DIOCESE OF MONTALCINO (ILCINENSIS)
Montalcino is a small town about twenty miles from Siena, some 1900 feet above sea-level and overlooking the valley of the Ombrone. In the neighbourhood are mineral springs and chalk quarries. In the ninth century it belonged to the abbey of San Antonio. In 1212 it was taken by the Sienese, but soon afterwards the inhabitants declared themselves in favour of Florence. In 1260, after the battle of Montaperti, it once more fell into the hands of the Sienese, who made it a stronghold. In 1525 it was besieged by the imperial troops; in 1555, when Siena was annexed by Tuscany, Pietro Strozzi with the aid of French troops endeavoured to set up a free republic at Montalcino, but in 1556 the French were obliged to retreat and the town submitted to Cosimo I. Earthquakes have not been unfrequent, the last being in 1909. Montalcino belonged originally to the Diocese of Arezzo; in the eleventh century the abbots of San Antonio had quasi-episcopal jurisdiction over it; in 1462 it was made a diocese and united with the See of Pienza, which, however, became in 1563 a separate diocese. Its first bishop was Giovanni Cinughi; Francesco Piccolomini (Pius III) administered the see at one time. The diocese is directly subject to the Holy See; it has 34 parishes and 39,130 souls, 1 convent for men and two for women.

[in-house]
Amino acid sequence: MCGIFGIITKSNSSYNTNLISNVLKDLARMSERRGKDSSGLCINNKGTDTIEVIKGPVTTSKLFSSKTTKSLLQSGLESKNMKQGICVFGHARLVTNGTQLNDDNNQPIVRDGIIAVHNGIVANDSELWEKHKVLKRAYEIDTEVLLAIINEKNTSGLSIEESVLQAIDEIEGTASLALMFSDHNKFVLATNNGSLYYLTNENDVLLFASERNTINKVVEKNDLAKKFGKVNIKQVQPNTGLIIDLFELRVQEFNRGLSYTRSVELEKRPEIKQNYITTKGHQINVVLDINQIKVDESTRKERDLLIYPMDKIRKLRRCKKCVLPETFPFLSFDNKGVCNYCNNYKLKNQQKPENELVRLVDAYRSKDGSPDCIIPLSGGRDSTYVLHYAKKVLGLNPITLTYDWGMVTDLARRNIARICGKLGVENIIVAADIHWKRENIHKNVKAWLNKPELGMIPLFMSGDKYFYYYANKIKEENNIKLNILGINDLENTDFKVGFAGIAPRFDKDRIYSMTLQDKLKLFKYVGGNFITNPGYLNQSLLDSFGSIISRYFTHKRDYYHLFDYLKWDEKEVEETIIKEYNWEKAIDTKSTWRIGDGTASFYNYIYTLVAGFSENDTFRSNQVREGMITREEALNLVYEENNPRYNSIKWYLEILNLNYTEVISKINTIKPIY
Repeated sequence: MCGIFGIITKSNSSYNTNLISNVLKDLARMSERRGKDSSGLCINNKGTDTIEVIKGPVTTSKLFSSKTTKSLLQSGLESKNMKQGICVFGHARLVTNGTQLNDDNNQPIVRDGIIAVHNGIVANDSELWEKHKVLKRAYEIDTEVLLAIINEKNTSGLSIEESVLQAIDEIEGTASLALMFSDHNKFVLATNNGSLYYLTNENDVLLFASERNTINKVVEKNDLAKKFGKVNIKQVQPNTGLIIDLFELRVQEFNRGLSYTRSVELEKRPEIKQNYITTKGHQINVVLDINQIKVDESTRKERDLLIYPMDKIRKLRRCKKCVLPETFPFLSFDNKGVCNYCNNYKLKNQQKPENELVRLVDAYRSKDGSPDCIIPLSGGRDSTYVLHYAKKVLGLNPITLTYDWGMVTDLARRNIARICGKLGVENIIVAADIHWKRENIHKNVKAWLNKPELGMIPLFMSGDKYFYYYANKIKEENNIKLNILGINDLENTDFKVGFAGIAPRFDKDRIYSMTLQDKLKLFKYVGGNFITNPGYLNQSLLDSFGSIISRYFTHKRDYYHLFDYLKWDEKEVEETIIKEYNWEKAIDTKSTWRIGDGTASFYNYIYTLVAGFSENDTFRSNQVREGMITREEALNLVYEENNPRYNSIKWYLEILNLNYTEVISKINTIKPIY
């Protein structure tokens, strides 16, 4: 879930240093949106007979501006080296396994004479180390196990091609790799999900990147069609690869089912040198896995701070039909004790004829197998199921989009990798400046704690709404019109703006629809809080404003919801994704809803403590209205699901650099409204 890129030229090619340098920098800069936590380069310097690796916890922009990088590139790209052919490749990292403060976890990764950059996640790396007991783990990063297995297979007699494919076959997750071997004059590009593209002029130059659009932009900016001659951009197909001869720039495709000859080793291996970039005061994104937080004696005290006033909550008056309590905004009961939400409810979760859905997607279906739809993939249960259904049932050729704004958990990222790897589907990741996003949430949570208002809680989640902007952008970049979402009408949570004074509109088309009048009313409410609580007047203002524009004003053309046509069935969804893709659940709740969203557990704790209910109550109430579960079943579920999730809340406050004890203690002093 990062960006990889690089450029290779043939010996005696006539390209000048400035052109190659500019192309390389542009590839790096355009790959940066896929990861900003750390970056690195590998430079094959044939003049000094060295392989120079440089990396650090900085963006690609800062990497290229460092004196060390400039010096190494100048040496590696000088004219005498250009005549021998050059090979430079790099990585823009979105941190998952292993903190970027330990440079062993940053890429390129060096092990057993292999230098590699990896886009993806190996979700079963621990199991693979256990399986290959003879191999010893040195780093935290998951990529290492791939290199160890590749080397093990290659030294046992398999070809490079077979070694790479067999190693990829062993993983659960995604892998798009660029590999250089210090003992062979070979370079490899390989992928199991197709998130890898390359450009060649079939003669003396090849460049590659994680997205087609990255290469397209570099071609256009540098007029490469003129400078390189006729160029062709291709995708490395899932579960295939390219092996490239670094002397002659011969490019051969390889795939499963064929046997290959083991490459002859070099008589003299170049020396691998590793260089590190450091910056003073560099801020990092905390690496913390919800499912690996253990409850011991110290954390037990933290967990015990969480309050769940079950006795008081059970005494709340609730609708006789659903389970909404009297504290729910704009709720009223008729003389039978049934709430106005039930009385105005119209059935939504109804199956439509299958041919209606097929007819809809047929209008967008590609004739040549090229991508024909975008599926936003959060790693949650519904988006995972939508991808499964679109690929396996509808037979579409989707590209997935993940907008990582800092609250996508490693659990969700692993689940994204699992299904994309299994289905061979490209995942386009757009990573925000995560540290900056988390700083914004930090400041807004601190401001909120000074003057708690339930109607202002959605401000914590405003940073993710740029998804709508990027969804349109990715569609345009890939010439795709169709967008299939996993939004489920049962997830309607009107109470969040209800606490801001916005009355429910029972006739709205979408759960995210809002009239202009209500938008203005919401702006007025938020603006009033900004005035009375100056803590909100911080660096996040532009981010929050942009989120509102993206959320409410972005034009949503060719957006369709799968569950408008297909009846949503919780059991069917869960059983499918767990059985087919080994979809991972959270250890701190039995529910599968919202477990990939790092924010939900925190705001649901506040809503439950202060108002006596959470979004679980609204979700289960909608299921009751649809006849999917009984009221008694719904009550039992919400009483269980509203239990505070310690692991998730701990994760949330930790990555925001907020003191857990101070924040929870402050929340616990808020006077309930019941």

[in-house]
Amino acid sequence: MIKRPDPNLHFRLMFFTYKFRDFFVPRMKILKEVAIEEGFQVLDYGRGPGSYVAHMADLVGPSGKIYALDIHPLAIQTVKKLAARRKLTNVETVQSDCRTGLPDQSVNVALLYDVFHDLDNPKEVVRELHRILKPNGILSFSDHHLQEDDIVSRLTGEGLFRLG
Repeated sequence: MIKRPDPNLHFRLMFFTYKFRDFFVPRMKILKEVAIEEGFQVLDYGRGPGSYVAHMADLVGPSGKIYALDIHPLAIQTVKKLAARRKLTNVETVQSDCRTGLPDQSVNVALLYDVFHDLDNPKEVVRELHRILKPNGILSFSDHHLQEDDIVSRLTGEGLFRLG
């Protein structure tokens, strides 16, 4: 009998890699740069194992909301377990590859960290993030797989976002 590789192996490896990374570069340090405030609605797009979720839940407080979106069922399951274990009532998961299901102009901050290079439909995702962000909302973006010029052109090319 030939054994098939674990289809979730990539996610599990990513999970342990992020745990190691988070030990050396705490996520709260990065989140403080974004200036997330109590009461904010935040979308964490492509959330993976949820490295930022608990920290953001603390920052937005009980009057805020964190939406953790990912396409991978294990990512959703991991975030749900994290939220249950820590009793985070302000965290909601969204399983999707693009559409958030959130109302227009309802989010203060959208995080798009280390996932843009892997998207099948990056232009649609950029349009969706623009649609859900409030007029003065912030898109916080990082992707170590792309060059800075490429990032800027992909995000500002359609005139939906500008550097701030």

CAPPELLETTI, Le Chiese d'Italia, XVIII (Venice, 1857).
APA citation. (1911). Montalcino. In The Catholic Encyclopedia. New York: Robert Appleton Company. http://www.newadvent.org/cathen/10513a.htm
MLA citation. "Montalcino." The Catholic Encyclopedia. Vol. 10. New York: Robert Appleton Company, 1911. <http://www.newadvent.org/cathen/10513a.htm>.
Transcription. This article was transcribed for New Advent by Douglas J. Potter. Dedicated to the Immaculate Heart of the Blessed Virgin Mary.
Ecclesiastical approbation. Nihil Obstat. October 1, 1911. Remy Lafort, S.T.D., Censor. Imprimatur. +John Cardinal Farley, Archbishop of New York.
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